In the Reformer and the Red Head (1950), June Allyson stars as Kathleen Maguire, a zoo tour guide and the daughter of the local zookeeper. When her dad is fired at the behest of a local political boss, she turns to reformer Andrew Hale (played by Allyson’s husband Dick Powell) to expose the corrupt boss and get her father’s job back. Hale sees an opportunity to bolster his fledgling candidacy. However, he finds himself drawn into the lives of the Maguires and their menagerie of wild animals that they keep as pets around the house.
Allyson is great in this. Kathleen Maguire is eager, earnest, sincere, and with a good bit of temper. She’s really the heart of the film and Allyson makes her likable and a delight in every moment she’s on the screen.
Powell’s character is interesting. While he’s running as a reformer, it’s mostly a cynical marketing ploy. It’s his best line of attack. If he can find a way to settle with the bosses and win the election easily, he’s happy to do that. As the film goes on, he changes. Kathleen is a true believer in the things he says to win votes. As they fall in love, they come to a big inevitable conflict where he has to choose between Kathleen and an easy path to political power. Powell manages to portray this conflict while also doing great with the comedy.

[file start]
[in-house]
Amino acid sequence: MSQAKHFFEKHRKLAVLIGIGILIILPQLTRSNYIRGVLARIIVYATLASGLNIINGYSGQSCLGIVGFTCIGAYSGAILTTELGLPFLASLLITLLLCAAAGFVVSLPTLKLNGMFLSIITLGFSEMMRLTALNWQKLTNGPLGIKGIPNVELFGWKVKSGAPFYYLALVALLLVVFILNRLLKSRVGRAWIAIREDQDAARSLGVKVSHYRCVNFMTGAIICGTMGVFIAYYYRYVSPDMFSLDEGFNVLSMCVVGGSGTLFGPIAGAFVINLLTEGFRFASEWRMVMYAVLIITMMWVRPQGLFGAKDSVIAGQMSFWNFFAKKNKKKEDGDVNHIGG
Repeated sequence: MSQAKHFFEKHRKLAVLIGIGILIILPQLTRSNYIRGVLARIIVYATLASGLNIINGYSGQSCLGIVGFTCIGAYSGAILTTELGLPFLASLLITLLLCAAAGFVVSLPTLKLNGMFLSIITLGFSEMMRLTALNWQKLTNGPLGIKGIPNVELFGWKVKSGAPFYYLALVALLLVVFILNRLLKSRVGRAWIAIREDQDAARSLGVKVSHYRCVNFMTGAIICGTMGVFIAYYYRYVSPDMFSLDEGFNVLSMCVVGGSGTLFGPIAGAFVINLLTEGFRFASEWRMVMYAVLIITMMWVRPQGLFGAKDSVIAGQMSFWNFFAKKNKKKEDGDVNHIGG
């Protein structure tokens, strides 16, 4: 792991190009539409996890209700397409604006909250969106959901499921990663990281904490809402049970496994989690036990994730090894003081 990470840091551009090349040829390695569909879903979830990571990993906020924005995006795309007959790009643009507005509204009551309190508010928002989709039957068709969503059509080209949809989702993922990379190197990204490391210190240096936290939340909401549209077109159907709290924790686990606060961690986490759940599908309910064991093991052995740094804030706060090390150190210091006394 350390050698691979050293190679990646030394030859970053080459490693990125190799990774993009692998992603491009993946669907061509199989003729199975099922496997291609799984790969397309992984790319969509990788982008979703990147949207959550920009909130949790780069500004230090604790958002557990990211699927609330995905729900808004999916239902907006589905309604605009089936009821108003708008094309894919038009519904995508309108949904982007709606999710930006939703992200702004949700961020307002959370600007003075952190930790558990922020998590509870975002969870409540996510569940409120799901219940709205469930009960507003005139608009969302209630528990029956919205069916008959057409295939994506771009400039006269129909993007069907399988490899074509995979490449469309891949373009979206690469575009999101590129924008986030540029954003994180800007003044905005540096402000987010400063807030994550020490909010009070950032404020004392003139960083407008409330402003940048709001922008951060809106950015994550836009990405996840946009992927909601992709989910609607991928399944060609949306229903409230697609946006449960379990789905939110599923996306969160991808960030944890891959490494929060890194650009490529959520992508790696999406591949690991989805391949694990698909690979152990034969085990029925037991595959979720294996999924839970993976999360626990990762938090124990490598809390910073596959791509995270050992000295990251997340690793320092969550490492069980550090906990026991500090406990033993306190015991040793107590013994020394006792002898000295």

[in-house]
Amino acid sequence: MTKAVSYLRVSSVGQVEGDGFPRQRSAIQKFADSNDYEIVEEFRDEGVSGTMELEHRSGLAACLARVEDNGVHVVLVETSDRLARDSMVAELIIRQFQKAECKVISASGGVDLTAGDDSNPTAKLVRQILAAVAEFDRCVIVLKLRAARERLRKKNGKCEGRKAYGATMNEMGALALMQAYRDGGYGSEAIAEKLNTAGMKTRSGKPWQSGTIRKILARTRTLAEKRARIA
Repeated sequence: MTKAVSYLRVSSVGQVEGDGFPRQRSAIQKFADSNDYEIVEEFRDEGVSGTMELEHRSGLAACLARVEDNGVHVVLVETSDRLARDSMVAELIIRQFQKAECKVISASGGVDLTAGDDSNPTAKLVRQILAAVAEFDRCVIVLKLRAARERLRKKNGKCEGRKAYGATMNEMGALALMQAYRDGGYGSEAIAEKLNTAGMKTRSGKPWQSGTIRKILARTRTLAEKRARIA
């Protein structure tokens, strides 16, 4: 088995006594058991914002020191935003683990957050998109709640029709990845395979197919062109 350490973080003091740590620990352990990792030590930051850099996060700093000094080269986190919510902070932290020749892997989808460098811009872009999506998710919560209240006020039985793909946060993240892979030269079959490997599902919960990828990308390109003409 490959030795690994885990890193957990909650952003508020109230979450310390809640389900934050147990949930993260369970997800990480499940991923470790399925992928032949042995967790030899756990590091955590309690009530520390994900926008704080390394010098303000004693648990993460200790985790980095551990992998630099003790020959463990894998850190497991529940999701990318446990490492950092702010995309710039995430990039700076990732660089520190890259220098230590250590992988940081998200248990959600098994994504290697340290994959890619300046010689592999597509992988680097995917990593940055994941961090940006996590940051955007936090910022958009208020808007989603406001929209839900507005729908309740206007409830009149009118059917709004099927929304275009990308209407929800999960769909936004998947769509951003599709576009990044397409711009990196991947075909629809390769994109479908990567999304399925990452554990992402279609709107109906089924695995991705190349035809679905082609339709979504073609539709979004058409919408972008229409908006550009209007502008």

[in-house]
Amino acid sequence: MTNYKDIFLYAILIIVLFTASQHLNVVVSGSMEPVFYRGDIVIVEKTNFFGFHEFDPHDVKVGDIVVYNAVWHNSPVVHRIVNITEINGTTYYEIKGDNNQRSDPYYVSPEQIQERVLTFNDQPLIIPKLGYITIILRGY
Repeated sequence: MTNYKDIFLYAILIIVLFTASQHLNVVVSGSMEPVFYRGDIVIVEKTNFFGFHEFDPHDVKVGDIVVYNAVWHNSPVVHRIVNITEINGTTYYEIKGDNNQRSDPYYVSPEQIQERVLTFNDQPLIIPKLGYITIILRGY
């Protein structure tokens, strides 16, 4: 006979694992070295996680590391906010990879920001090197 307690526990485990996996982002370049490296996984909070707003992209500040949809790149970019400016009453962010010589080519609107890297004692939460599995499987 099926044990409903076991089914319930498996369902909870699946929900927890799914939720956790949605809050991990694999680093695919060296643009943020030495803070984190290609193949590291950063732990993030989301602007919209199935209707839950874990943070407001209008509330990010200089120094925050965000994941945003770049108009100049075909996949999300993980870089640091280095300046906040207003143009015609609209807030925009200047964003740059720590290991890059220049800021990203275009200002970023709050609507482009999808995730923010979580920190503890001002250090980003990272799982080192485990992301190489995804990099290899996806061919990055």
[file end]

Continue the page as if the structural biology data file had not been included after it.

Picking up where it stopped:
I also to have comment on the animals, particularly the domesticated lion. The animals are fun throughout the film, delivering some cute moments as well as some big laughs. There are some great gags, including a really fun scene in a car towards the end.
The film is predictable. If you’ve seen similar movies from this era, you could sketch out the plot of the entire film. While its predictable, it’s never boring. The leads have great chemistry, the animals are fun, and the moral is good. It’s not a classic epic, but it’s a good time. If you like these films, or are a fan of Dick Powell or June Allyson, this is a pleasant 90 minutes.
Rating: 3.75 out of 5
If you enjoyed this post, you can have new posts about Detective stories and the golden age of radio and television delivered automatically to your Kindle.
This post contains affiliate links, which means that items purchased from these links may result in a commission being paid to the author of this post at no extra cost to the purchase